32-Bit, gaming, Sega Saturn

Tokyochuchu on: Dragon Force

 

Does anyone remember Dragon Force on the Sega Saturn? If you’re lucky enough to do so, you’ll be remembering one of the best strategy RPG titles of it’s generation.

At the beginning of the game you get to pick one of seven nations to play as (after you finish the game, you can play as the bad-guys too). Each nation has it’s own storyline and it’s a lot of fun to see a bunch of different takes on the same plot. Speaking of plot, the main thrust of the story centers around the reawakening of a long dormant dark god and an antagonistic nation stirring the pot and starting wars on purpose. Despite it’s ‘rent-a-fantasy-plot’ lack of originality, it’s decently scripted and is told via amazing anime-style artwork.

The game starts you off with a couple of castles in your home nation and a core staff of loyal generals to do your bidding. Your task is to conquer the entire continent thus bringing peace by unification. The player sends their armies (each led by a general) to the surrounding castles on the map and does battle with it’s inhabitants. If you win, you get control of said castle and have a chance to convert the enemy leaders to your cause, lending another army to your overall force in the process.

The armies you send out can contain up to five generals. Each general can have up to 100 troops under his command (you start with only 10 troops but 10 more get awarded every time you win a battle with that general). This means that a full scale battle could have 1000 units duking it out, with a maximum of 202 sprites sharing the screen at the same time! That’s some impressive shit, let me tell you. The battles are relatively simple. You choose a formation and tactic (march, defend, flank…etc) and then just watch the resulting scuffle. There’s little interaction after the initial menus except to fire off your general’s special attack move (tornadoes / fireballs / insert generic JRPG move here) or to issue simple orders like retreat, separate or melee. If all 200 troops are killed before either general is defeated, the two generals then enter into a one-on-one sword duel to settle matters.

Dragon Force was and is a great game. Aside from the beginning (lack of troops) and the ending (dragons!) the game has very little in the way of challenge. Even the battles, as busy as they look, are extremely simple and not particularly exciting (in the best possible way).

What the game DOES have is a deep sense of relaxation. It’s one of those games that you can put on after work or before bed and totally unwind in. The graphics are beautiful, the soundtrack is phenomenal and the gameplay is so atmospheric and serene that you’ll be lucky not to fall asleep just glancing at it. And it’s somewhere in that relinquishing of stress that Dragon Force’s true beauty becomes apparent; it has sleepy catharsis stitched into every pixel.

So there you are; Dragon Force, the video game equivalent of popping sleeping pills (non suicide style).

 

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32-Bit, gaming

Tokyochuchu on: Doom

 

Does anyone remember the ubiquitous classic Doom? Of course you do! That’s why it’s a ubiquitous classic! For those impossible few who have never played Doom, it tells the story of a runaway romance between a man, his chaingun and several horny pinky demons. The man’s mission? Descend down to hell via a quick stop-over on mars and deliver the biggest inter-dimensional beatdown the devil has ever seen. The pinky demon’s mission? To deliver the type of inter-dimensional sodomy that would make even George Micheal hesitant.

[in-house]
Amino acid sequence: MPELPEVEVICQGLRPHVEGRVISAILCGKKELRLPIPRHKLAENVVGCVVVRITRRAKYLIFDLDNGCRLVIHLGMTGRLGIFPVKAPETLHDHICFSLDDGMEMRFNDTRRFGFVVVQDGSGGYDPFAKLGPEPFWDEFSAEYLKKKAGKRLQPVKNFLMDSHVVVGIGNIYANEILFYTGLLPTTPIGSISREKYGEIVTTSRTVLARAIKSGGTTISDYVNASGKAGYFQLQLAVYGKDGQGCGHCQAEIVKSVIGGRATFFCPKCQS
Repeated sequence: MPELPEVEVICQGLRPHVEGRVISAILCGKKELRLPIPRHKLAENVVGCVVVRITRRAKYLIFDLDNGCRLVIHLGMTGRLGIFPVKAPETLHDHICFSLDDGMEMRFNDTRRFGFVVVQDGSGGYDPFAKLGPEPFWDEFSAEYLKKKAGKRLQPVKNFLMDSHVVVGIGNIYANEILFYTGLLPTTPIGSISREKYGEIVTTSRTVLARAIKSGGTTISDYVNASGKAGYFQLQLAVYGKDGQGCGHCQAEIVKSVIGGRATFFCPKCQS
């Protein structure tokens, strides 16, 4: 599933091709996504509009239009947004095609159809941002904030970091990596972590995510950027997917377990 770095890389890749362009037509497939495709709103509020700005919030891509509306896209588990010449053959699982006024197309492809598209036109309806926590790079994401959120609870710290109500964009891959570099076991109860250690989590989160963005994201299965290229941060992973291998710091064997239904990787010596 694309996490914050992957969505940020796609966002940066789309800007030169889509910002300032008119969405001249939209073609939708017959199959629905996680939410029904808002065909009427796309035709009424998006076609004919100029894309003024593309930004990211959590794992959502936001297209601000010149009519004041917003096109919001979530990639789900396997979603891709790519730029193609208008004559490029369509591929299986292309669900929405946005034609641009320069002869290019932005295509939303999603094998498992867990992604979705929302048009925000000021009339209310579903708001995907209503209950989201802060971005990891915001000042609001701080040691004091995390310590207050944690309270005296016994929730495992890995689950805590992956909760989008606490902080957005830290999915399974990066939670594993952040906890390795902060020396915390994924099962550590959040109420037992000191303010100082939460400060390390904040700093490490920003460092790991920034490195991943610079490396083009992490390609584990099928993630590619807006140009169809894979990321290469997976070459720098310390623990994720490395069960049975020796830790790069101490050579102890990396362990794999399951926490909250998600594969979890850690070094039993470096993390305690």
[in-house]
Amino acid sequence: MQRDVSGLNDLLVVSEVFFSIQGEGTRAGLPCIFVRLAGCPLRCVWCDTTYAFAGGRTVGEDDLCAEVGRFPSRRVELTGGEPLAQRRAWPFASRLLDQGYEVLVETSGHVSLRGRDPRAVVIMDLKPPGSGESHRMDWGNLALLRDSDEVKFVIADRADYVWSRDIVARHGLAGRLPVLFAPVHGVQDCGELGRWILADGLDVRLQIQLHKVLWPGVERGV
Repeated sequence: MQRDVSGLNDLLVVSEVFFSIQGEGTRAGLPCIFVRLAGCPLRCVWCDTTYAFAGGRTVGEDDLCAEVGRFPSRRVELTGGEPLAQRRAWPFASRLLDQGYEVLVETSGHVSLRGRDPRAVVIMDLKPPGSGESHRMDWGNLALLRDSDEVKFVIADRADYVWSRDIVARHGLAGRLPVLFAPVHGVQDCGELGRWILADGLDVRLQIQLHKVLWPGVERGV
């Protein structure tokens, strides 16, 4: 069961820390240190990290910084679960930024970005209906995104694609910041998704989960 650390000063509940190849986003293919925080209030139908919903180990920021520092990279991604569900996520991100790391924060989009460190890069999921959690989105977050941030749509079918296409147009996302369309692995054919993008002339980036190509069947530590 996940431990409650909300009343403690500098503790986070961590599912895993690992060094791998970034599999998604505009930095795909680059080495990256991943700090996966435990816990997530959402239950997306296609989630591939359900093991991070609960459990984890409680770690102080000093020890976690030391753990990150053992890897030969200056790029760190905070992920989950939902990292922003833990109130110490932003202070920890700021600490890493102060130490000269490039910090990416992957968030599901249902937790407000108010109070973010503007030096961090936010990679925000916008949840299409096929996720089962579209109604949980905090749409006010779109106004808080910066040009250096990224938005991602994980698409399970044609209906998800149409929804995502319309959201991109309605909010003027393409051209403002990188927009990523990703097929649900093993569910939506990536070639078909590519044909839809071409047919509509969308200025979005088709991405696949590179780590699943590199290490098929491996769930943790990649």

Along with it’s predecessor Wolfenstein 3D, Doom invented and popularized the FPS. There was a time during the mid-to-late nineties when every home console was awash with Doom-clones. The likes of Alien Trilogy, Blam! Machine Head, Exhumed, Quake, Star Wars Dark Forces and many, many others tried to make Doom’s charm their own. It took the combined force of Half Life and Goldeneye007 to finally push the industry onwards.

That said, Doom was and is an awesome game that should never be forgotten. It stole an unbelievable amount of my childhood and gave me some serious, serious fun. I played Doom a bunch of times on different platforms. Does anyone remember how everyone fawned over the Atari Jaguar port? Or how about the stuttering, critically savaged Sega Saturn version? Or even the weird SNES one that had no music? I played ’em all. Having recently bought Doom 3: BFG edition (which comes packaged with Doom & Doom II), I’m now playing it once again. And you know what? It’s still an immeasurable joy to play. Much more so than that new-fangled (circa 2005) Doom 3 crap. To be honest, I like this game far more than most FPS titles of this generation! There’s something about the game’s simplicity that really appeals to me. The graphics are charming and timeless, the level design is perfect and it even manages to rustle up the odd fright now and then. Making enemies do the chaingun cha-cha just NEVER gets old. Neither does chainsawing people. Or seeing the witless enemies fight among themselves. Or punching someone into mush with a berserk power-up… It’s just brilliant!

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